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Child Abuse Prevention Month is a time for North Carolina to grow a better tomorrow

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RALEIGH — Recognizing the importance of caring connections, supportive environments and positive experiences for all children and families, Gov. Roy Cooper declared April as Child Abuse Prevention Month in North Carolina.

“Our children are precious and deserve to be nurtured and protected. It’s important that we build a strong foundation for them so that they can learn, play and grow,” said Governor Roy Cooper in a video message. “We’re doing more to wrap services around the whole family. When we work together to support our children and families in every corner of our state, we can build a strong future for all.”

The North Carolina Department of Health and Human Services and Prevent Child Abuse North Carolina recognize everyone has a stake in prioritizing equal opportunities for every child from each community in the state to build a more prosperous future for all during Child Abuse Prevention Month in April.

“April is a time for North Carolinians step up and help to build caring connections, supportive environments and positive experiences for all children and families,” said NCDHHS Sec. Kody Kinsley.  “Child and family well-being is one of DHHS’ top priorities, to make sure every child in North Carolina grows up safe, healthy, and thriving in a nurturing and resilient community.”

April 2022 marks the third year CAP Month occurs during the COVID-19 pandemic. While metrics are improving, many North Carolina families continue to find themselves under great stress that can lead to significant increases in the risk of child maltreatment. COVID-19 has added stressors that can overload parents and caregivers, such as loss of employment, loss of income due to lack of paid leave, changing child care and schooling arrangements, and food insecurity.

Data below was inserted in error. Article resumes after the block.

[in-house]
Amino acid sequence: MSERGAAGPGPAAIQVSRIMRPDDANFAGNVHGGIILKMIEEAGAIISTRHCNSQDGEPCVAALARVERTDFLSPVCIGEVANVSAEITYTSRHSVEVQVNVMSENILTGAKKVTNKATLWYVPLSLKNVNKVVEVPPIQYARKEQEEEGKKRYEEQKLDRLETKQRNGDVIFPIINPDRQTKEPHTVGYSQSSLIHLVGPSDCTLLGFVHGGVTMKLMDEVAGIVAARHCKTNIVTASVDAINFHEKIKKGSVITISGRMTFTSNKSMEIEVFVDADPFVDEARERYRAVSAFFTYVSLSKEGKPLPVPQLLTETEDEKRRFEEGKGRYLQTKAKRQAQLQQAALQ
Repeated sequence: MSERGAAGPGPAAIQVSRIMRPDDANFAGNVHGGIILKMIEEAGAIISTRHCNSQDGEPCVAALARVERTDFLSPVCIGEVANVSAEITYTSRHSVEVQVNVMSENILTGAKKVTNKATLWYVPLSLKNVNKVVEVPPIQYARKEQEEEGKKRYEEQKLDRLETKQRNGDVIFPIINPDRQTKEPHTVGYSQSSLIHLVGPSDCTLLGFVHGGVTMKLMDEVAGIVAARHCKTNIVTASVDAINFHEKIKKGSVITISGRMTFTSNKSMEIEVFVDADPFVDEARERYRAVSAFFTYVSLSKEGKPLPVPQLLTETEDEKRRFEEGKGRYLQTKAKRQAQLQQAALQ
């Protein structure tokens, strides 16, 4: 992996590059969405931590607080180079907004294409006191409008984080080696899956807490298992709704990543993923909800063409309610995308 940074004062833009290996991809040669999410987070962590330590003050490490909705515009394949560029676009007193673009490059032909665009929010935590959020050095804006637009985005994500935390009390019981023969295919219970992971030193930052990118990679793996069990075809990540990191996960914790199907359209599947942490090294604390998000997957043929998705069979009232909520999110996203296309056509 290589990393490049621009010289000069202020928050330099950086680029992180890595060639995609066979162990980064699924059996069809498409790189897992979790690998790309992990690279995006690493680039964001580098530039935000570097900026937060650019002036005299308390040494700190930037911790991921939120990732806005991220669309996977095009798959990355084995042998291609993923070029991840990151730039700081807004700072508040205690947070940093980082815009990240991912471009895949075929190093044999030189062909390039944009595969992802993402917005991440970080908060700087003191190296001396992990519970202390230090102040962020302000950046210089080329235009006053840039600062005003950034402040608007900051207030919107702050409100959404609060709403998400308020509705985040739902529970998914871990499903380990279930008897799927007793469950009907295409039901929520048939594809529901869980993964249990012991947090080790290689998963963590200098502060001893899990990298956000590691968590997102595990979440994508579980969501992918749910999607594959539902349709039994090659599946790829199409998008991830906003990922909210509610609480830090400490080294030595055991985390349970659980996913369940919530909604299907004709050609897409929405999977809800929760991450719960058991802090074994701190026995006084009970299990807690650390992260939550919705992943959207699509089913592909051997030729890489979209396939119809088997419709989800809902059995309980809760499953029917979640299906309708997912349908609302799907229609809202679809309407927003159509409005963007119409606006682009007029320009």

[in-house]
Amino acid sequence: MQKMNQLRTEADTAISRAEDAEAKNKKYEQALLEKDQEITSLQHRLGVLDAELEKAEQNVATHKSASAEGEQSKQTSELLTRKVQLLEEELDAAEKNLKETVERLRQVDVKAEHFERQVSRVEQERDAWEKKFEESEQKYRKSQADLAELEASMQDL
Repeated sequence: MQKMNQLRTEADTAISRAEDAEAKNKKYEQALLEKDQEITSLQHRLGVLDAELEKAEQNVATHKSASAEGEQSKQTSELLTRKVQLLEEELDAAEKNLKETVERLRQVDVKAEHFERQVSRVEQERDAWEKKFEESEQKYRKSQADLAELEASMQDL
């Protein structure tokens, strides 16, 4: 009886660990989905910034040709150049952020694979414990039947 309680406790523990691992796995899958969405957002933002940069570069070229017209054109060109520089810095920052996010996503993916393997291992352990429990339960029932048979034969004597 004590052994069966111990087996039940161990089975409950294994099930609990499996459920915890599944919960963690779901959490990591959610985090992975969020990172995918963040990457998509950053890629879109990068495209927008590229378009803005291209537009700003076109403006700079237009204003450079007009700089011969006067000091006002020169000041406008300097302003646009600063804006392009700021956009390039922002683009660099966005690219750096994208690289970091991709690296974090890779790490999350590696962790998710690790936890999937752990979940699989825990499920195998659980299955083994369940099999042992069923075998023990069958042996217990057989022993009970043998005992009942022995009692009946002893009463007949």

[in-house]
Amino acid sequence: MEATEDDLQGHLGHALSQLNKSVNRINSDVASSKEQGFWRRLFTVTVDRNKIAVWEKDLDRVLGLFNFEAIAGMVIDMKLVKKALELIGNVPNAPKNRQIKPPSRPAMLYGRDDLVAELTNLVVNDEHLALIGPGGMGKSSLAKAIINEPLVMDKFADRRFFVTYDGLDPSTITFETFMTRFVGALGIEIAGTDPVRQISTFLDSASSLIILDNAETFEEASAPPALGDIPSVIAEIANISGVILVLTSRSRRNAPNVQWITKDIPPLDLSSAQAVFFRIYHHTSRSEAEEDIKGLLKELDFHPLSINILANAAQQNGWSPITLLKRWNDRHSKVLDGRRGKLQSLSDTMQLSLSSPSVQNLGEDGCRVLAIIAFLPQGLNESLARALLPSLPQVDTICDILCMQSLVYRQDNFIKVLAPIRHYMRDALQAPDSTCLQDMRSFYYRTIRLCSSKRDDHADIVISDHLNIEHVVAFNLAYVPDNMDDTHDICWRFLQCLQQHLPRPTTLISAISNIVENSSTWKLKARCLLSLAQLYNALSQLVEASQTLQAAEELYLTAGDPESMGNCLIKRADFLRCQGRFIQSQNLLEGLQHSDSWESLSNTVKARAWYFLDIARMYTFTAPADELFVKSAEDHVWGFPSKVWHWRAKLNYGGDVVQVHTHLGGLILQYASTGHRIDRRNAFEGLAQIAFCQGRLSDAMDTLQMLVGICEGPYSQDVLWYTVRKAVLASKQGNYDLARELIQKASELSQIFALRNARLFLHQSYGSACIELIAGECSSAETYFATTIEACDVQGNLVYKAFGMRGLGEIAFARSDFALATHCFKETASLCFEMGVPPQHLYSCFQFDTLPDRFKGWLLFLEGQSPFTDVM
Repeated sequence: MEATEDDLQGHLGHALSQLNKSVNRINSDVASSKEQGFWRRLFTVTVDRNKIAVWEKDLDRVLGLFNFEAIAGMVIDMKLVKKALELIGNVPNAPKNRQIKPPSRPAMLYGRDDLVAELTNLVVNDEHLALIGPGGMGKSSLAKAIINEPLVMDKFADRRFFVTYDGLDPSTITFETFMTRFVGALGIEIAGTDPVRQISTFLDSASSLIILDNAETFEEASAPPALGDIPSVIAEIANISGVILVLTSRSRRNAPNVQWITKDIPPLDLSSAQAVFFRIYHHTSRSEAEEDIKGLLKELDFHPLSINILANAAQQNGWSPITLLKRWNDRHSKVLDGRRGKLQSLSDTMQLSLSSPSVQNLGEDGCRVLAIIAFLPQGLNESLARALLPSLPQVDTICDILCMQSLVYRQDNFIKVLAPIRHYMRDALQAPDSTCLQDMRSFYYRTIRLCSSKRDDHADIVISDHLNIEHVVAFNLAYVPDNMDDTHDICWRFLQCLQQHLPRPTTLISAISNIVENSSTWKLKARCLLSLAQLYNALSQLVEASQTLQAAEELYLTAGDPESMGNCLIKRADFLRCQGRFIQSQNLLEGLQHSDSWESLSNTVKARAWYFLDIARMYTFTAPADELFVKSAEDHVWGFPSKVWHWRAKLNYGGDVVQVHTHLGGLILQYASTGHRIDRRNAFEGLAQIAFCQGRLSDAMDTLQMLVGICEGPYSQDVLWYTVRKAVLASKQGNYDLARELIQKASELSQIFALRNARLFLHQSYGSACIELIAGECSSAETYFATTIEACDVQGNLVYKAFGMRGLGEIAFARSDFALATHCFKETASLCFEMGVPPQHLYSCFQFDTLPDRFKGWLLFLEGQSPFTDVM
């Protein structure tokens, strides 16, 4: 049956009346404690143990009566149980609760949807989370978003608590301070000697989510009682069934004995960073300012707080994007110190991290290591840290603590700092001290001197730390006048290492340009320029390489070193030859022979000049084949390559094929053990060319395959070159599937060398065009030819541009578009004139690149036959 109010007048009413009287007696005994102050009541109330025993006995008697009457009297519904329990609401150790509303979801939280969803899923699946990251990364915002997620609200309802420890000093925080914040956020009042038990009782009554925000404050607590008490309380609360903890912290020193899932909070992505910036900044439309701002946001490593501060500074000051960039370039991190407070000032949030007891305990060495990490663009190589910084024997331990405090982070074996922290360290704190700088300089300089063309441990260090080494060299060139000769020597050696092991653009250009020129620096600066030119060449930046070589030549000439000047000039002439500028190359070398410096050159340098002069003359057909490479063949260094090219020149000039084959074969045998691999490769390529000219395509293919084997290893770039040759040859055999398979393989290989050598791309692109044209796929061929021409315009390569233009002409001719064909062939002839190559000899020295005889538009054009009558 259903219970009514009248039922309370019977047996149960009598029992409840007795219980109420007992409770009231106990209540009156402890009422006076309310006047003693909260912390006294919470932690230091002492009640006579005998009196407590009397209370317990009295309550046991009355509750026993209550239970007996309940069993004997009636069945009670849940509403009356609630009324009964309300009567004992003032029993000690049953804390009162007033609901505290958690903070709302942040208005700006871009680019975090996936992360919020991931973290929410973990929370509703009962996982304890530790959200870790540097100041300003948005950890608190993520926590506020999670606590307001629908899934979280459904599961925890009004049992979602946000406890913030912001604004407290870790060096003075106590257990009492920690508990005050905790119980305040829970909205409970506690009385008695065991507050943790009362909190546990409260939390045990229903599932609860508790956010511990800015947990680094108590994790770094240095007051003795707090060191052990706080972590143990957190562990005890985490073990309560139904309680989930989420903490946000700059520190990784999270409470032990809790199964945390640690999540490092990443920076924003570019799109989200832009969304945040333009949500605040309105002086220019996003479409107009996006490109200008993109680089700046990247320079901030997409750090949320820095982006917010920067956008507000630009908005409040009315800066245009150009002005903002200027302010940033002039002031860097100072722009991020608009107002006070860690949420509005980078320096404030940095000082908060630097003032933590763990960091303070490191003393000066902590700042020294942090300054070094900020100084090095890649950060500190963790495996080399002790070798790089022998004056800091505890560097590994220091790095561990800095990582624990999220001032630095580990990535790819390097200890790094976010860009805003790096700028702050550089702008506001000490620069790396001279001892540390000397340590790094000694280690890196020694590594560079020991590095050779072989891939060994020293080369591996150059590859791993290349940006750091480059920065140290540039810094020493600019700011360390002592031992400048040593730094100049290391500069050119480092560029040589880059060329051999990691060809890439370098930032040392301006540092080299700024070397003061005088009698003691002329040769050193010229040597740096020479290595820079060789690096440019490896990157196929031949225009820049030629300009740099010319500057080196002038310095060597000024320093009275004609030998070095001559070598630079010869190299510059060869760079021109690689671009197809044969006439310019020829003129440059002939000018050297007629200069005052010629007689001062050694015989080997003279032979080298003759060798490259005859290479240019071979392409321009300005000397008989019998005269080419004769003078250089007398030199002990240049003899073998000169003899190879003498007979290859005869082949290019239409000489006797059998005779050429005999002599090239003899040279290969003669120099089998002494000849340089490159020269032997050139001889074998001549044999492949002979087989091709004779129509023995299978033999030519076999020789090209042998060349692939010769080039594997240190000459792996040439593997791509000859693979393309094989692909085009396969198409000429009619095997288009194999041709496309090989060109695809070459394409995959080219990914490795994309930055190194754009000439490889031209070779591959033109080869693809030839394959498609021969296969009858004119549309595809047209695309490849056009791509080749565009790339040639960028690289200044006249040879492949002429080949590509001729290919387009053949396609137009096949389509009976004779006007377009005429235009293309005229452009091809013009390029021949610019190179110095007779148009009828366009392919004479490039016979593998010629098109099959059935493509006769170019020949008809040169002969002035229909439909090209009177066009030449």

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While children and families are facing unprecedented stress during the pandemic, child maltreatment is preventable. There are programs, strategies and policies proven to strengthen families so they can address their basic needs and better care for their children. 

“Research shows that positive childhood experiences and caring connections grow thriving families and communities,” said Sharon Hirsch, PCANC President & CEO. “While every season is a new opportunity to build sturdy foundations for children, this Child Abuse Prevention Month is an opportunity to redefine how our policies, systems and communities propel children into becoming healthy, thriving members of their community and reaching their full potential. Please join us in prioritizing safe, stable, nurturing relationships and environments for children, allowing families and entire communities to succeed — today and for generations to come.” 

For more information on Child Abuse Prevention Month, including a toolkit with customized resources for school counselors, faith communities and early care and education providers, please visit preventchildabusenc.org.

To help promote Child Abuse Prevention Month: wear blue on Friday, April 1, for #WearBlueDay2022, share your #BeAConnection story on social media, register for PCANC’s free webinar on April 20 and participate in digital advocacy day on Wednesday, April 27. 

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